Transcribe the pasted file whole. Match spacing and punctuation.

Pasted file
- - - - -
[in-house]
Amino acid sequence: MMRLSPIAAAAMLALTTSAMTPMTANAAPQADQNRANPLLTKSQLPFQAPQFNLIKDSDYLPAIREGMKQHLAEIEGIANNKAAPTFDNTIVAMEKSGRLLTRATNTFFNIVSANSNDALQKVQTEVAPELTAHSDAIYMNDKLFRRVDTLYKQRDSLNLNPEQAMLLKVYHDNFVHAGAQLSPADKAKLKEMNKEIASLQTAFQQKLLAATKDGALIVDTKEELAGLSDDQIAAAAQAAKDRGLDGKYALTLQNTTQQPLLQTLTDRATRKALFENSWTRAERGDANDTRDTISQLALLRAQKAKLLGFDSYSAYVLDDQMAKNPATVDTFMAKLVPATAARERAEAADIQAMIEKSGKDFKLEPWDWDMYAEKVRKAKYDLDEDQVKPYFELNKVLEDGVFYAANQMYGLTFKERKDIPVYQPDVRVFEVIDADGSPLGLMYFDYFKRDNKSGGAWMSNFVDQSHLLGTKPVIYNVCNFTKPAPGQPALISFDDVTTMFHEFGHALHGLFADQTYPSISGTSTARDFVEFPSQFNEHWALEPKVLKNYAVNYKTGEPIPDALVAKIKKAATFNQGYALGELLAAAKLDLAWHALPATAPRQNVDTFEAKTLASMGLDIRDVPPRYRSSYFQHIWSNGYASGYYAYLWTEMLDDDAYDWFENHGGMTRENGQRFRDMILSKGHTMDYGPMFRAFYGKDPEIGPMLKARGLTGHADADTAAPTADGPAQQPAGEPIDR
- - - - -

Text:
[in-house]
Amino acid sequence: MMRLSPIAAAAMLALTTSAMTPMTANAAPQADQNRANPLLTKSQLPFQAPQFNLIKDSDYLPAIREGMKQHLAEIEGIANNKAAPTFDNTIVAMEKSGRLLTRATNTFFNIVSANSNDALQKVQTEVAPELTAHSDAIYMNDKLFRRVDTLYKQRDSLNLNPEQAMLLKVYHDNFVHAGAQLSPADKAKLKEMNKEIASLQTAFQQKLLAATKDGALIVDTKEELAGLSDDQIAAAAQAAKDRGLDGKYALTLQNTTQQPLLQTLTDRATRKALFENSWTRAERGDANDTRDTISQLALLRAQKAKLLGFDSYSAYVLDDQMAKNPATVDTFMAKLVPATAARERAEAADIQAMIEKSGKDFKLEPWDWDMYAEKVRKAKYDLDEDQVKPYFELNKVLEDGVFYAANQMYGLTFKERKDIPVYQPDVRVFEVIDADGSPLGLMYFDYFKRDNKSGGAWMSNFVDQSHLLGTKPVIYNVCNFTKPAPGQPALISFDDVTTMFHEFGHALHGLFADQTYPSISGTSTARDFVEFPSQFNEHWALEPKVLKNYAVNYKTGEPIPDALVAKIKKAATFNQGYALGELLAAAKLDLAWHALPATAPRQNVDTFEAKTLASMGLDIRDVPPRYRSSYFQHIWSNGYASGYYAYLWTEMLDDDAYDWFENHGGMTRENGQRFRDMILSKGHTMDYGPMFRAFYGKDPEIGPMLKARGLTGHADADTAAPTADGPAQQPAGEPIDR